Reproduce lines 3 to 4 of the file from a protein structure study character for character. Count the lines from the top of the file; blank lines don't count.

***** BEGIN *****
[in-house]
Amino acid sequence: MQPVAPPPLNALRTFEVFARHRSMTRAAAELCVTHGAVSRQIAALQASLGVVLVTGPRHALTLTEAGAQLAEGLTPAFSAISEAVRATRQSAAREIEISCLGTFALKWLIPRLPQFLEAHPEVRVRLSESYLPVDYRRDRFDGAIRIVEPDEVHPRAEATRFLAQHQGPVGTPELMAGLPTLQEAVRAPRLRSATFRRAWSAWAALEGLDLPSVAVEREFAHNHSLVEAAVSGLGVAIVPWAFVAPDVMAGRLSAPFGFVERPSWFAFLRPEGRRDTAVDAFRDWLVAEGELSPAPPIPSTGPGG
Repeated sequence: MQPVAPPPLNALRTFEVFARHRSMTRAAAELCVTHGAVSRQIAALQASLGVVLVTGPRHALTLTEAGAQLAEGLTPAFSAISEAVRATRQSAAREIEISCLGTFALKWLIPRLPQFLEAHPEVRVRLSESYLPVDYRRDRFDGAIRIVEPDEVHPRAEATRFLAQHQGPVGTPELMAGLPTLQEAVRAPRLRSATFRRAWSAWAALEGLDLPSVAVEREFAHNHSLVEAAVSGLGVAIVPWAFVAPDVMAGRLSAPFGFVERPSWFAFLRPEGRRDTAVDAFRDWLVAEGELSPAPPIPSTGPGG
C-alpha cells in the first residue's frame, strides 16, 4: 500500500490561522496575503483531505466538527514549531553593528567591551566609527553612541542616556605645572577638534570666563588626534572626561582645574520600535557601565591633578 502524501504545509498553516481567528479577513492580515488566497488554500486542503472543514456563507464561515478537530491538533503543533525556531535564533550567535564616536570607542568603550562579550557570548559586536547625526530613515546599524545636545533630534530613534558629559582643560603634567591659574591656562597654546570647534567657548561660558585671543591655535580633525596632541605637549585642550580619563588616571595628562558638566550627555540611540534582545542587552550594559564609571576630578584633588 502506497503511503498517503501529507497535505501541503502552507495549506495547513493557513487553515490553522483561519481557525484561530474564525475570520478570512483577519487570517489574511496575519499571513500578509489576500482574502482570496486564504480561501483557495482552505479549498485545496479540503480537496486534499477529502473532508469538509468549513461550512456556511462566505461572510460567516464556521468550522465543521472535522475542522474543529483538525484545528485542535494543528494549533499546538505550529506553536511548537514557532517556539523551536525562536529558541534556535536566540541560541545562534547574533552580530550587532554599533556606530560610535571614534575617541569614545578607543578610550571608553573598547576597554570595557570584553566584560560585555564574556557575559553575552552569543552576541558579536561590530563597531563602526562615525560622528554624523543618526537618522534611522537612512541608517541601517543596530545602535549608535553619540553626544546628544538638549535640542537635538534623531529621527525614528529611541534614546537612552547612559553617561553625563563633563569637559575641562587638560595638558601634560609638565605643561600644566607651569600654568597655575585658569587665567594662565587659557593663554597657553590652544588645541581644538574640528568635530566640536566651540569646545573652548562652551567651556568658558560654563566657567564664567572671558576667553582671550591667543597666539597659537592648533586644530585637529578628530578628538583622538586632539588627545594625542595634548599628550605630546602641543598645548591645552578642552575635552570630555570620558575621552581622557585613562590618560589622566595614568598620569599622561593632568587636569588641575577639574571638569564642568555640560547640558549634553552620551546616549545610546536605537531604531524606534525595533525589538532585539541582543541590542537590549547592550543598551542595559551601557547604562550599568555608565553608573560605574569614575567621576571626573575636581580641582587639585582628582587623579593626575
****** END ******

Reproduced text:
Repeated sequence: MQPVAPPPLNALRTFEVFARHRSMTRAAAELCVTHGAVSRQIAALQASLGVVLVTGPRHALTLTEAGAQLAEGLTPAFSAISEAVRATRQSAAREIEISCLGTFALKWLIPRLPQFLEAHPEVRVRLSESYLPVDYRRDRFDGAIRIVEPDEVHPRAEATRFLAQHQGPVGTPELMAGLPTLQEAVRAPRLRSATFRRAWSAWAALEGLDLPSVAVEREFAHNHSLVEAAVSGLGVAIVPWAFVAPDVMAGRLSAPFGFVERPSWFAFLRPEGRRDTAVDAFRDWLVAEGELSPAPPIPSTGPGG
C-alpha cells in the first residue's frame, strides 16, 4: 500500500490561522496575503483531505466538527514549531553593528567591551566609527553612541542616556605645572577638534570666563588626534572626561582645574520600535557601565591633578 502524501504545509498553516481567528479577513492580515488566497488554500486542503472543514456563507464561515478537530491538533503543533525556531535564533550567535564616536570607542568603550562579550557570548559586536547625526530613515546599524545636545533630534530613534558629559582643560603634567591659574591656562597654546570647534567657548561660558585671543591655535580633525596632541605637549585642550580619563588616571595628562558638566550627555540611540534582545542587552550594559564609571576630578584633588 502506497503511503498517503501529507497535505501541503502552507495549506495547513493557513487553515490553522483561519481557525484561530474564525475570520478570512483577519487570517489574511496575519499571513500578509489576500482574502482570496486564504480561501483557495482552505479549498485545496479540503480537496486534499477529502473532508469538509468549513461550512456556511462566505461572510460567516464556521468550522465543521472535522475542522474543529483538525484545528485542535494543528494549533499546538505550529506553536511548537514557532517556539523551536525562536529558541534556535536566540541560541545562534547574533552580530550587532554599533556606530560610535571614534575617541569614545578607543578610550571608553573598547576597554570595557570584553566584560560585555564574556557575559553575552552569543552576541558579536561590530563597531563602526562615525560622528554624523543618526537618522534611522537612512541608517541601517543596530545602535549608535553619540553626544546628544538638549535640542537635538534623531529621527525614528529611541534614546537612552547612559553617561553625563563633563569637559575641562587638560595638558601634560609638565605643561600644566607651569600654568597655575585658569587665567594662565587659557593663554597657553590652544588645541581644538574640528568635530566640536566651540569646545573652548562652551567651556568658558560654563566657567564664567572671558576667553582671550591667543597666539597659537592648533586644530585637529578628530578628538583622538586632539588627545594625542595634548599628550605630546602641543598645548591645552578642552575635552570630555570620558575621552581622557585613562590618560589622566595614568598620569599622561593632568587636569588641575577639574571638569564642568555640560547640558549634553552620551546616549545610546536605537531604531524606534525595533525589538532585539541582543541590542537590549547592550543598551542595559551601557547604562550599568555608565553608573560605574569614575567621576571626573575636581580641582587639585582628582587623579593626575